If we accept that Job perhaps recognizes the wickedness of his father and believes that he is now paying the price for his father's sins, and if we acknowledge that Job has done the remarkable and chosen a different path - a path of righteousness - for himself, then we start to understand a little bit better why Job is not only so insistent on his own integrity, but why he is so obstinate against his friends that he is not a wicked man.
Because every time his friends say that he must be a sinner, what Job hears is, "You are just like your father."
And, well, Job has worked very hard to be not like his father. Job has built his entire life around not being his father.
It's the same pain that we all feel when someone brings up a past that we'd rather leave behind. We feel the sting of that pain all the way to the depths of our soul. We start to wonder if it's possible that men even can change, or if we're destined forever to simply be who we have always been. We spend our days questioning if we really are who others say we are or if it's possible they just haven't seen it yet. Or maybe they can't see it. Or will they ever see it?
It's frustrating. It's always the things that we've worked hardest to overcome that others never seem willing to let us let go of. There are persons in this world, persons who love us deeply - like Job's friends - who will never see more of us than their first impression. And that stings. It just cuts to the very core of who we are.
It keeps us up at night, replaying every scene and scenario over and over and over again in our heads, trying to figure out what we did wrong. Trying to figure out how our friends, our family, our loved ones got the impression that they got, trying to figure out where our old self has crept in and made itself known. We rehearse these situations over and over and over again, longing to see where the disconnect is between our heart and our actions, between who we thought we were and who others actually saw. It just gnaws at us until we can hardly handle it any more, until nothing but utter defeat sinks into our hearts.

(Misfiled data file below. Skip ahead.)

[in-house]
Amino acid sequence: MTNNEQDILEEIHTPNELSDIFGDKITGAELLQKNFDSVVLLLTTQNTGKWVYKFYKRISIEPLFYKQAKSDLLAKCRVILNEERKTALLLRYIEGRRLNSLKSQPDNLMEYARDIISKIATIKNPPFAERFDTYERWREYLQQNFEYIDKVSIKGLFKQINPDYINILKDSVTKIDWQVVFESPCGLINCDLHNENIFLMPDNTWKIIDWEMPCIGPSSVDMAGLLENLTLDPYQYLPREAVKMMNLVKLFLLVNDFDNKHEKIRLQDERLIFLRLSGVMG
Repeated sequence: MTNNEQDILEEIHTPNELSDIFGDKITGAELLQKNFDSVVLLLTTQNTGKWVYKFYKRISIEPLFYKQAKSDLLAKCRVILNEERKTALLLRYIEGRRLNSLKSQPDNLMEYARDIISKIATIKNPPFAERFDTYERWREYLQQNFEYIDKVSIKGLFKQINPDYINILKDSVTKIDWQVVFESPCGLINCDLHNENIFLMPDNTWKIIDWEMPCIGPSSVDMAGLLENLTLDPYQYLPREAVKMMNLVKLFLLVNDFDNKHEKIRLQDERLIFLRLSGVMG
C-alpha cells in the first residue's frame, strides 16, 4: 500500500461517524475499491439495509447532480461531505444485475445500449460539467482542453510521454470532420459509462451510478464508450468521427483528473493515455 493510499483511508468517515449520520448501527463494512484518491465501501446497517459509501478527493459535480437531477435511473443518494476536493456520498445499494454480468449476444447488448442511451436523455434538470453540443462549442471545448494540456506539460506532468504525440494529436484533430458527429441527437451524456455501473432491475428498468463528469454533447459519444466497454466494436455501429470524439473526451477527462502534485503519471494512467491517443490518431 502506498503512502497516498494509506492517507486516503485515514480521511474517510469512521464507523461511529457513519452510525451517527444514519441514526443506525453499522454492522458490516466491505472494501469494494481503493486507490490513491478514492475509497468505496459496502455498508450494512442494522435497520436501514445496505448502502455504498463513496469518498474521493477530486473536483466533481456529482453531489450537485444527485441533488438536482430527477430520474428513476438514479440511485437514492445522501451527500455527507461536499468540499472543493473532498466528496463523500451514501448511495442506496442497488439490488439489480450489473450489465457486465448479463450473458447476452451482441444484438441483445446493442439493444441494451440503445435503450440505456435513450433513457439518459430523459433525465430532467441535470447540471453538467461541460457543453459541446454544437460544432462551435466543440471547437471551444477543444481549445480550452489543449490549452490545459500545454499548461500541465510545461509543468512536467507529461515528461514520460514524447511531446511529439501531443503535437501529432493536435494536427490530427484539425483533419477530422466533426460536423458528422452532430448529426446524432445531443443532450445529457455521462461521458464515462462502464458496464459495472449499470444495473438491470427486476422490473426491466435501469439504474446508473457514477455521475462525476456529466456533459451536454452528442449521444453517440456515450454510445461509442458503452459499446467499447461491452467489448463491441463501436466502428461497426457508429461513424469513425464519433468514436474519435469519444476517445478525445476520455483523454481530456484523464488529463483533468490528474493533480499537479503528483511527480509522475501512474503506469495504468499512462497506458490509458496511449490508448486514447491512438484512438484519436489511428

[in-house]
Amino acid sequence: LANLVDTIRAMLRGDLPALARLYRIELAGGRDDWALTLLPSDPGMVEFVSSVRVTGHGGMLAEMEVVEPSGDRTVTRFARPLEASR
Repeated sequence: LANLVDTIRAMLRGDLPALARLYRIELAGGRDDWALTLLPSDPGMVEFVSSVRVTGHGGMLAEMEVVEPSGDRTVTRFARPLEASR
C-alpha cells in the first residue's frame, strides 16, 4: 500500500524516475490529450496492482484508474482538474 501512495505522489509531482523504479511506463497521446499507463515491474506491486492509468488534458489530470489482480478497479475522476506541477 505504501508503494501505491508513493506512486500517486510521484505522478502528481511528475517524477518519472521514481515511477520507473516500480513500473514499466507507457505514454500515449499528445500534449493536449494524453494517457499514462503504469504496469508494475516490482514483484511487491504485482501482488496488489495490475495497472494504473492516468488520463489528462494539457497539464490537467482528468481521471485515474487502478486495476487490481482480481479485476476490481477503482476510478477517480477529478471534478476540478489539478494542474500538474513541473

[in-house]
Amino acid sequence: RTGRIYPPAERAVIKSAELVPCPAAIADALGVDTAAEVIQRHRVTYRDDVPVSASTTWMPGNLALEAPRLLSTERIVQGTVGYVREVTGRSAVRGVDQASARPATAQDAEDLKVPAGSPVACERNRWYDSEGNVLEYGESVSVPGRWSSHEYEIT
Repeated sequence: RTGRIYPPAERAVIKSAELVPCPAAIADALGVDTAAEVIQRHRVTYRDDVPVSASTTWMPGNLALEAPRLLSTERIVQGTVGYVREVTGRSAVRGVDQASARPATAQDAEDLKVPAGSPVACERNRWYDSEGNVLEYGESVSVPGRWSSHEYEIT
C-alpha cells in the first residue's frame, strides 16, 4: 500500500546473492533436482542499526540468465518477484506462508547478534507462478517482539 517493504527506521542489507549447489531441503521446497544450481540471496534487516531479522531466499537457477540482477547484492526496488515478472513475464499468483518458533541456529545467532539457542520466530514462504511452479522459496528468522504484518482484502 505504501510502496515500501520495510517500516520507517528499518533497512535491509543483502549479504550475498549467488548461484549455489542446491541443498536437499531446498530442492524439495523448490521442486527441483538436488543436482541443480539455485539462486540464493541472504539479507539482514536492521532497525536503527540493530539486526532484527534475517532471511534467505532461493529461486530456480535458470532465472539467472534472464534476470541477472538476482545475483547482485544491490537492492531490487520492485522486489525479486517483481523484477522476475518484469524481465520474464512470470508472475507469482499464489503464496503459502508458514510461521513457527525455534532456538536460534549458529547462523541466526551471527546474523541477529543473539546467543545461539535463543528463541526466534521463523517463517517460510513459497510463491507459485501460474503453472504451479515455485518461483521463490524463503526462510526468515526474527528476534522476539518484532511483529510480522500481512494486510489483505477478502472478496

We are sinners. Always have been, always will be. There's nothing we can do to be better than that. So why even try?
Sound familiar? Is it just me? (I don't think it's just me.)
Here's what I want to say to all of us who have ever felt this way, who have ever had this conversation with ourselves after hearing these kind of stinging words from our so-called 'friends:'
Job's integrity was real.
Job's righteousness was legit. And if we're being honest, his friends knew it. It's one of the reasons they liked him so much. He was, as he claimed he was, known for not only his righteousness, but his goodness. His justice, his mercy. His care and compassion. His friendship. He was known for all of these good things. When they weren't sitting in dust and ashes, these were the things his friends knew for certain about him. Job really had changed his life. He really had chosen the better way. He really was a man of integrity, a righteous man, a good man.
It's entirely possible that the rest of us are, too. That we're not as bad as some of the stinging words that we hear sometimes, even from our closest friends.
So, then, what gives? If Job's friends knew who he really was, why were they saying all of these things about him? I'll tell you tomorrow.